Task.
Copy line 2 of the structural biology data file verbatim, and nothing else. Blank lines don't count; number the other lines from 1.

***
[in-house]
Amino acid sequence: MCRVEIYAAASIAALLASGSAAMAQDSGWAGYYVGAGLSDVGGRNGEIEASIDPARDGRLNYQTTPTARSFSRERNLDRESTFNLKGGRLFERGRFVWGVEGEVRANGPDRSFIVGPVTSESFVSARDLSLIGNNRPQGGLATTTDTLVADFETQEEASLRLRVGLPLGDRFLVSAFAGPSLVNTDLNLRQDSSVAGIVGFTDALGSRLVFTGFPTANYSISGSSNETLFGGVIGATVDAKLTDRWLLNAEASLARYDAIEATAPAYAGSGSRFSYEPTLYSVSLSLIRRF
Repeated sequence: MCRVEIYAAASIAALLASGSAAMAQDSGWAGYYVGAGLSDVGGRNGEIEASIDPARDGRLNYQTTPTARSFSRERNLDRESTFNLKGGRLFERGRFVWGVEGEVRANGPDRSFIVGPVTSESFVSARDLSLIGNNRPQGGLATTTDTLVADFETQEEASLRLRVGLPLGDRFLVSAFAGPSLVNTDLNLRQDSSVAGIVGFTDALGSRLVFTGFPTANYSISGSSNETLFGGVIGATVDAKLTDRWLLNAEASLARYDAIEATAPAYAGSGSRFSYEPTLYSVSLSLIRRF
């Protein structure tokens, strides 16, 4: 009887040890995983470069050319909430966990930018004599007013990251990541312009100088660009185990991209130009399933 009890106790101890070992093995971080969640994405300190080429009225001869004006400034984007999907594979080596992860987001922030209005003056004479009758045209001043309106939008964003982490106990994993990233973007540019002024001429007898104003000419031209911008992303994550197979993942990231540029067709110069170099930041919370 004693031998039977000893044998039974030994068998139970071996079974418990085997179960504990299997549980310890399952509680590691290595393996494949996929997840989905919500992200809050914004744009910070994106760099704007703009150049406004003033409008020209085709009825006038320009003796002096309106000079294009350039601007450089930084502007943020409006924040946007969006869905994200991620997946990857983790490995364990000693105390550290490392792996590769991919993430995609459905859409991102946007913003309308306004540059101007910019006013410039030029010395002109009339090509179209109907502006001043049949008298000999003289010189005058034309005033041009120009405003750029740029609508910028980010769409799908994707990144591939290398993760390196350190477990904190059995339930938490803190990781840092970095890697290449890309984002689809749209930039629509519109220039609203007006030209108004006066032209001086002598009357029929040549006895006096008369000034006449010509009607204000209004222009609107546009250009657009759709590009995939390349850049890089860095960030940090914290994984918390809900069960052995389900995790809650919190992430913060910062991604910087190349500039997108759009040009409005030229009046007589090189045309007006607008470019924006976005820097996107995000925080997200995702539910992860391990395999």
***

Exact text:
Amino acid sequence: MCRVEIYAAASIAALLASGSAAMAQDSGWAGYYVGAGLSDVGGRNGEIEASIDPARDGRLNYQTTPTARSFSRERNLDRESTFNLKGGRLFERGRFVWGVEGEVRANGPDRSFIVGPVTSESFVSARDLSLIGNNRPQGGLATTTDTLVADFETQEEASLRLRVGLPLGDRFLVSAFAGPSLVNTDLNLRQDSSVAGIVGFTDALGSRLVFTGFPTANYSISGSSNETLFGGVIGATVDAKLTDRWLLNAEASLARYDAIEATAPAYAGSGSRFSYEPTLYSVSLSLIRRF